The Telegraph
Tuesday , May 13 , 2014
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Devil worship echo in Shillong

Shillong, May 12: The arrest of five youths, who were allegedly practising “devil worship” in Meghalaya’s West Garo Hills district on Saturday, is not an isolated case. There are indicators that the Satanic cult advocates are prevalent in the Meghalaya capital as well.

This has prompted the administration to solicit the co-operation of and seek more information from localities and churches on the alleged practice.

Five alleged “devil worshippers” were released on bail yesterday after they were arrested on Saturday from Upper Chandmari locality, Tura.

The five youths, aged above 18 years and studying in Classes X and XII, were residents of the Ringre Gittim locality.

“We have received information that the incident in Tura has a link with Shillong,” East Khasi Hills deputy commissioner Sanjay Goyal told reporters today. It is just that such cases in Shillong go unreported, he indicated.

Sources said even within the state capital, the alleged practice of devil worship has been taking place for quite some time.

The sources added that some churches have also discussed, officially and non-officially, about the occurrence of the practise

When asked about the above allegation, Goyal said, unlike Tura, so far, no one has ever approached the administration with a specific complaint against any individual or a group.

In Tura, the five youths were arrested while they were hanging around in a graveyard.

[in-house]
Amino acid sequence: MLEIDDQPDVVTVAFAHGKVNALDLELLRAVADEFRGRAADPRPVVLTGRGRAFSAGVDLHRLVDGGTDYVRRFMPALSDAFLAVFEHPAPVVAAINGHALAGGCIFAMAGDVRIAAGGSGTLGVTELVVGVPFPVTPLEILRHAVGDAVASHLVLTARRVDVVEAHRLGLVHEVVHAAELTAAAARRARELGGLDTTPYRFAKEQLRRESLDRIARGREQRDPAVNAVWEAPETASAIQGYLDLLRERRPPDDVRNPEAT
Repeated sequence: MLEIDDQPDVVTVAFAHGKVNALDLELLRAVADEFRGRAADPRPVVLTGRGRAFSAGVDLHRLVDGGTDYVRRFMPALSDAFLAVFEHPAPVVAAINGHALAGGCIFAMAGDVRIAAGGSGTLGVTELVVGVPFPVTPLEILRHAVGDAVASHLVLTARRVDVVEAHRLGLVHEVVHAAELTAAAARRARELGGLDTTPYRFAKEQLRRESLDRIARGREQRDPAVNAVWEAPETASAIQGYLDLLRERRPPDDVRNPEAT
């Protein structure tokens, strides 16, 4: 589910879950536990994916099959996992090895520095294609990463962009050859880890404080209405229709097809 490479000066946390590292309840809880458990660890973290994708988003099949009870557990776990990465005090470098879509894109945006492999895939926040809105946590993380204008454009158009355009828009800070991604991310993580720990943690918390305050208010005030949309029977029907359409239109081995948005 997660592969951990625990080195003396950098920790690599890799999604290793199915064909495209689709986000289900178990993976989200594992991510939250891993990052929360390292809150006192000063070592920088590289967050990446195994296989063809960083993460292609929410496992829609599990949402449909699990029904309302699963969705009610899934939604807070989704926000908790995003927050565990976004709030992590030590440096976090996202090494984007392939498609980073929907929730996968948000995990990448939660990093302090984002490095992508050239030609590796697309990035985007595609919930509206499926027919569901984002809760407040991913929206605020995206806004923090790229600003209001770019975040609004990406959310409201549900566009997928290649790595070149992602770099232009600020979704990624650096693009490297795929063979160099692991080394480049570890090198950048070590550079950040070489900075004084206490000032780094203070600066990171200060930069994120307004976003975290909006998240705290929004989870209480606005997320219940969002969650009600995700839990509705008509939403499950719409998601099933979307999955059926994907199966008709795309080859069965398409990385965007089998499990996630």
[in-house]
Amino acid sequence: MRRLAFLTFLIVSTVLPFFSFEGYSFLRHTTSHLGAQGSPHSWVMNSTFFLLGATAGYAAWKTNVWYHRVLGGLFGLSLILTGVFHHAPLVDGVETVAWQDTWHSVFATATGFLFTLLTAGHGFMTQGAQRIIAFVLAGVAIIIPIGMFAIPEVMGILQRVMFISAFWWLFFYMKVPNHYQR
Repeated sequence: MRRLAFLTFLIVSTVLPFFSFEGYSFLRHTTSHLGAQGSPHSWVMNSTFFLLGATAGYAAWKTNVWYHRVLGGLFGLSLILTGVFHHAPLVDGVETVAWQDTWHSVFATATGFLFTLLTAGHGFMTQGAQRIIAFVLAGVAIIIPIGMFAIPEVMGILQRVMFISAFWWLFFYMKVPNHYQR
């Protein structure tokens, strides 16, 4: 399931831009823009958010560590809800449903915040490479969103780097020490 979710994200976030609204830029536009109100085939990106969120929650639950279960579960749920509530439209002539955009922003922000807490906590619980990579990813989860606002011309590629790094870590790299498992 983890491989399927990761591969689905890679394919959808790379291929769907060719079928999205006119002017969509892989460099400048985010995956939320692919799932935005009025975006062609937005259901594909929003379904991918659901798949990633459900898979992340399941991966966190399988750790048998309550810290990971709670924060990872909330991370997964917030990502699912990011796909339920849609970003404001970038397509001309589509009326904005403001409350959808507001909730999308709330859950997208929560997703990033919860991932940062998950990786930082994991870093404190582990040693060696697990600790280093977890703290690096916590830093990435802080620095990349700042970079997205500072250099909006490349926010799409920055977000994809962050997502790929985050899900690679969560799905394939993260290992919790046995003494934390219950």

The police were alerted based on a complaint lodged by the Upper Chandmari graveyard secretary Nikhil T. Sangma.

The alleged devil worshippers were standing and praying in a graveyard at the time of their arrest.

At the same time, Goyal said the administration has been receiving inputs from its own machinery about the alleged practice.

However, whatever inputs have come so far, Goyal said they were not “actionable inputs”.

Maintaining that the scale of the alleged practice in the state capital was unknown, the deputy commissioner said it was not necessary that the same should be treated as a law and order issue.

“Although the law is there, we need to work out a strategy, along with members of civil society, including the church groups, to find a solution,” he added.

Today, Goyal sent letters to elders of localities and church groups within the state capital soliciting their co-operation to maintain vigil, and to share inputs on the alleged practice of devil worship.

The locality elders and church groups were also assured of support from the district administration in case help was required to tackle the alleged practise.

The localities were particularly urged to keep a close vigil on graveyards, as the alleged devil worshippers are believed to be using the cemeteries for their rendezvous.

Earlier this month, West Garo Hills deputy commissioner Pravin Bakshi issued a ban on the practice in the entire district.

Official sources said even the state government has sought a report from Bakshi on the reported arrest of the five youths.

The government will also initiate steps to ensure that youths are prevented from following such practices, the sources said.